It may seem daunting, but I am a prisoner of hope. We are more connected than ever before, we have more knowledge, and there are solutions if we work together.
Today’s technology is a great asset in encouraging global cooperation and understanding. I used to have to travel the world making the same speeches about apartheid and the campaign to release Nelson Mandela. People were simply not connected the way they are today. Now there are so many ways to communicate. I love the way young people communicate across the globe using the internet and mobile phones. It is so exciting. We Elders are even known to Tweet!
Schnall: What commonalities do you see between people of different cultures, religions and nationalities?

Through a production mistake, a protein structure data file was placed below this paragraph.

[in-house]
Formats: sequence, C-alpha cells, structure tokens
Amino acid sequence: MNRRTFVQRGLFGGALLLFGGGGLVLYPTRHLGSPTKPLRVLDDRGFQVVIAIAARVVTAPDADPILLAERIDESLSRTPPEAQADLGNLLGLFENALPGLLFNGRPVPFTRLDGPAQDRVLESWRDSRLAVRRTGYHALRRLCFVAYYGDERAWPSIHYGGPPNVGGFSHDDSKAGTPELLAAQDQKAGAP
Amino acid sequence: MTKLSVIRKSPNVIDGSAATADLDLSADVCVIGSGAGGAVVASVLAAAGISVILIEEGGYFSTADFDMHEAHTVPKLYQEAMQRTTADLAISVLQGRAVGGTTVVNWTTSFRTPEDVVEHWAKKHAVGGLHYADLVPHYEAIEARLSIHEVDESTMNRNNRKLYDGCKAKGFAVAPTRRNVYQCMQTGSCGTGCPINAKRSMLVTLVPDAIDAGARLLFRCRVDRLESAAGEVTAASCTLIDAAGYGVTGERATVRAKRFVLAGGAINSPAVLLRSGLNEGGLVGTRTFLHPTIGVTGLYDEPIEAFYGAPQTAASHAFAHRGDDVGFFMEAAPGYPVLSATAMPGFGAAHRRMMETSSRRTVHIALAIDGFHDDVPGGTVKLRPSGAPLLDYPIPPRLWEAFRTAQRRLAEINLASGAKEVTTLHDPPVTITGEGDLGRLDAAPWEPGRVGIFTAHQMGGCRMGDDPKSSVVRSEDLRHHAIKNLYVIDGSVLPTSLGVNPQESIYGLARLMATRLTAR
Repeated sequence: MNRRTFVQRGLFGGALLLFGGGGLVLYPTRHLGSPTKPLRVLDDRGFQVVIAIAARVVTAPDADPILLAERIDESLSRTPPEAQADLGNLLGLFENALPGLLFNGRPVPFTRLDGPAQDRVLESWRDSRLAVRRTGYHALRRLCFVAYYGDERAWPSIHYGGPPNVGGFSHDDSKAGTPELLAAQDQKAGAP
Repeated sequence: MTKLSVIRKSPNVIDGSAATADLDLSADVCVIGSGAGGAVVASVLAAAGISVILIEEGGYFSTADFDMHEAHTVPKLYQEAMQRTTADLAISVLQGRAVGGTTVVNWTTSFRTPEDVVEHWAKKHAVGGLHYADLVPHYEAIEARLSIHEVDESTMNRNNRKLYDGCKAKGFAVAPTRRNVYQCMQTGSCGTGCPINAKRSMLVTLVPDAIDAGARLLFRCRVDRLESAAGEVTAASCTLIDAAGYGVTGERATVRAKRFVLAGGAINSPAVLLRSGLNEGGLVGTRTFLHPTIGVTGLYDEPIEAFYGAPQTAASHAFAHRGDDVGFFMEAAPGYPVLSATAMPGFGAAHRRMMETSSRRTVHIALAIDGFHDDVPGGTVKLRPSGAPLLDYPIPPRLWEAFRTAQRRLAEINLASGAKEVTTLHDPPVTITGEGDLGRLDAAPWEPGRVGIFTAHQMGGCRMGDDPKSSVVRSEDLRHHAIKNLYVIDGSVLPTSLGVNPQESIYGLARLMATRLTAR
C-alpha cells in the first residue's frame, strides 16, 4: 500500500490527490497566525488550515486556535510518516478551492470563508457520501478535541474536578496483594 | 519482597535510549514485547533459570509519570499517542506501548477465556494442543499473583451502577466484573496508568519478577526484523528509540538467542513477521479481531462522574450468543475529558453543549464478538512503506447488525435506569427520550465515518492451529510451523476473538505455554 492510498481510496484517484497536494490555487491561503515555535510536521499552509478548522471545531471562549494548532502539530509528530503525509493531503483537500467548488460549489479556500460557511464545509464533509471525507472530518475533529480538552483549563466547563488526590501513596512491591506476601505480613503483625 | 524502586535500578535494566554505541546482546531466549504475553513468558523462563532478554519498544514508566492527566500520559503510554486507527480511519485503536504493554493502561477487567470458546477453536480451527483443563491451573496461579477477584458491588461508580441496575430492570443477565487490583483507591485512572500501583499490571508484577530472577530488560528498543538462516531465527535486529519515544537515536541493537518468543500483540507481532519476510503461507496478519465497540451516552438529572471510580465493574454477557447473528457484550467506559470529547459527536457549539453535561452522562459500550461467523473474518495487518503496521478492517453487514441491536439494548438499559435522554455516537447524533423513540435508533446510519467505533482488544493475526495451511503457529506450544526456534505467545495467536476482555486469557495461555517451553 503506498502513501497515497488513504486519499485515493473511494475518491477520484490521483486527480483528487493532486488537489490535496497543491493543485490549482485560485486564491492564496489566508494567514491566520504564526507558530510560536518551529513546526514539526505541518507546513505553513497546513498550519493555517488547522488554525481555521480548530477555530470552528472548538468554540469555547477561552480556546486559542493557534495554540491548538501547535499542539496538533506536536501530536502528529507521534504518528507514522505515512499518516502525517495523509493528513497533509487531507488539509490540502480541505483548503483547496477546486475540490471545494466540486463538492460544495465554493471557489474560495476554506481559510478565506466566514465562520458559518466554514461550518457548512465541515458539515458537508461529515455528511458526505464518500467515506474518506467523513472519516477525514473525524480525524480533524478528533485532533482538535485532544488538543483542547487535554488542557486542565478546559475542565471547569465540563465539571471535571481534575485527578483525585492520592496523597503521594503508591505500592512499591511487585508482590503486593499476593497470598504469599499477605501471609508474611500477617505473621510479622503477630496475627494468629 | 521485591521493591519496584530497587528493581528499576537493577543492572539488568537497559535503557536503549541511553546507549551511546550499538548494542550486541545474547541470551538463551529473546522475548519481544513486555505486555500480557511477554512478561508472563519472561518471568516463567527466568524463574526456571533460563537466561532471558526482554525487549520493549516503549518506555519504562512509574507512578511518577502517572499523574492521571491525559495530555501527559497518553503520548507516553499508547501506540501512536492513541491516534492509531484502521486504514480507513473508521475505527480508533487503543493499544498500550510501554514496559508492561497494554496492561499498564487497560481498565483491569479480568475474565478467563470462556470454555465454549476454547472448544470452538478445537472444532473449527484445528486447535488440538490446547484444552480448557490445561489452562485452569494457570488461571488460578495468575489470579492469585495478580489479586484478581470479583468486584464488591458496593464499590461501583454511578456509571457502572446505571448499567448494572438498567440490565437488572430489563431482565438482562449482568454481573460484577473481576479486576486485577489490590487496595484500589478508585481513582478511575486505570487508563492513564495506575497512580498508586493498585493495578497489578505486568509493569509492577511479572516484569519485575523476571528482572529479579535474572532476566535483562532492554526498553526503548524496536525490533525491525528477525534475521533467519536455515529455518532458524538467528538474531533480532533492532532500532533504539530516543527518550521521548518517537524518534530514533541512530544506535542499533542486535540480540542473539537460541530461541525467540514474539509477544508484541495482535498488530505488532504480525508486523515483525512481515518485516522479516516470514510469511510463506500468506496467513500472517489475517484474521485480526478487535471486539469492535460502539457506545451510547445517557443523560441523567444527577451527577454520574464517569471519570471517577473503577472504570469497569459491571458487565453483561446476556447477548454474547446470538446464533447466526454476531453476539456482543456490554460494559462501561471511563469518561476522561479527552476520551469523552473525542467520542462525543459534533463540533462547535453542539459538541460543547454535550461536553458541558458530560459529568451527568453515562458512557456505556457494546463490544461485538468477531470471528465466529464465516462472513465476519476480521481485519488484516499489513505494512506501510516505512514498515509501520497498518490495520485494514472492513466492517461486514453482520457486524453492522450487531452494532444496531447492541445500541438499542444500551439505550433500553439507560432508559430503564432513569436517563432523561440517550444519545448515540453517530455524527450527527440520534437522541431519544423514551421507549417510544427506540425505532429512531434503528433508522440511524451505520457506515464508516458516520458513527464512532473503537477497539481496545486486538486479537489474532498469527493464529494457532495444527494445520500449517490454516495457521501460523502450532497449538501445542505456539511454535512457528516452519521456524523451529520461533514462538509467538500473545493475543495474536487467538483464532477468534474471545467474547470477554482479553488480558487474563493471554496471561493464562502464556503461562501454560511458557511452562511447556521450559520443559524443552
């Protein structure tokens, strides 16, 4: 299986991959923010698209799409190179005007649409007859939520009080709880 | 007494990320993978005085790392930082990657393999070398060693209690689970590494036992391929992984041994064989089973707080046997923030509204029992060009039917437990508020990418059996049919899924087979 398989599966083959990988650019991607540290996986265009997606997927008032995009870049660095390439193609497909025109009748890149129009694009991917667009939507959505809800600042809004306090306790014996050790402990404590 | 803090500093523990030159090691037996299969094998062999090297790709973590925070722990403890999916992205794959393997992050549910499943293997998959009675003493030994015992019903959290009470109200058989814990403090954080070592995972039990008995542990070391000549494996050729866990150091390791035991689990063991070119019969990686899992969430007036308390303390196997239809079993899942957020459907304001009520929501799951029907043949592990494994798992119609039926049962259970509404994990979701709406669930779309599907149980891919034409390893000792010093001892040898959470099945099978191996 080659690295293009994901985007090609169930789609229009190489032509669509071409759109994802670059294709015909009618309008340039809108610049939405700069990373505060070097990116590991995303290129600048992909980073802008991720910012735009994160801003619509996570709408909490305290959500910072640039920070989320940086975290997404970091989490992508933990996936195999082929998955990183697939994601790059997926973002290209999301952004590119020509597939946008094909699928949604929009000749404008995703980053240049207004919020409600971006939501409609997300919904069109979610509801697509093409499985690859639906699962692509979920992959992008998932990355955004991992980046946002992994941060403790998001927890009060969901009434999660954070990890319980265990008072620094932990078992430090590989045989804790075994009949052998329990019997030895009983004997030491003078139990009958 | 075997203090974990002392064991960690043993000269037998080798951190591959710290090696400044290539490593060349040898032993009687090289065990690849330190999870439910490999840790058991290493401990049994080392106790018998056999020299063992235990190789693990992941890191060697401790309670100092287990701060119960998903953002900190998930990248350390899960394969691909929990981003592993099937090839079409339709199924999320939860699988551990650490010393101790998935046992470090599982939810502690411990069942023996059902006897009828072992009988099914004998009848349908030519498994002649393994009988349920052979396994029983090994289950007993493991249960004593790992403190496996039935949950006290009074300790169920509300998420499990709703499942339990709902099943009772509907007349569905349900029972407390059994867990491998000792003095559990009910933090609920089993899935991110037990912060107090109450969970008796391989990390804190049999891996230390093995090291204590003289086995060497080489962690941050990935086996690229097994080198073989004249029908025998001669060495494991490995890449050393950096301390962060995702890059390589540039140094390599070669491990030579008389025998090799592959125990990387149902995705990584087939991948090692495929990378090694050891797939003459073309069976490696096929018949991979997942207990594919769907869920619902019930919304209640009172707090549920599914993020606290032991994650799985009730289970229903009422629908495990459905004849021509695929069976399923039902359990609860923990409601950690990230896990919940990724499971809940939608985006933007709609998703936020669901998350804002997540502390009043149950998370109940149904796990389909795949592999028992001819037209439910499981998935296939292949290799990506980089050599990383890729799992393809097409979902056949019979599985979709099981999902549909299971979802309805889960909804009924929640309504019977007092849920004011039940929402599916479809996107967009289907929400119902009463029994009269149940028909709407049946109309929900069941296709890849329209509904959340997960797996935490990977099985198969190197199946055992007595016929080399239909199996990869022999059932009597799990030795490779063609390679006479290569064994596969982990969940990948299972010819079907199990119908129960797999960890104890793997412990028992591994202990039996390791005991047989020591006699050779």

Tutu: We are all connected. What unites us is our common humanity. I don’t want to oversimplify things – but the suffering of a mother who has lost her child is not dependent on her nationality, ethnicity or religion. White, black, rich, poor, Christian, Muslim or Jew – pain is pain – joy is joy. In Southern Africa we have a concept called Ubuntu – which is that you can’t exist as a human being in isolation. You can’t be human all by yourself. We think of ourselves far too frequently as just individuals, separated from one another, whereas what you do, what I do, affects the whole world. Taking that a step further, when you do good, it spreads that goodness; it is for the whole of humanity. When you suffer or cause suffering, humanity is diminished as a result.
Marianne Schnall is a widely-published interviewer and journalist and author of What Will It Take to Make a Woman President?, Leading the Way, and Dare to Be You. She is also the founder of Feminist.com and What Will It Take Movements and the host of the podcast ShiftMakers.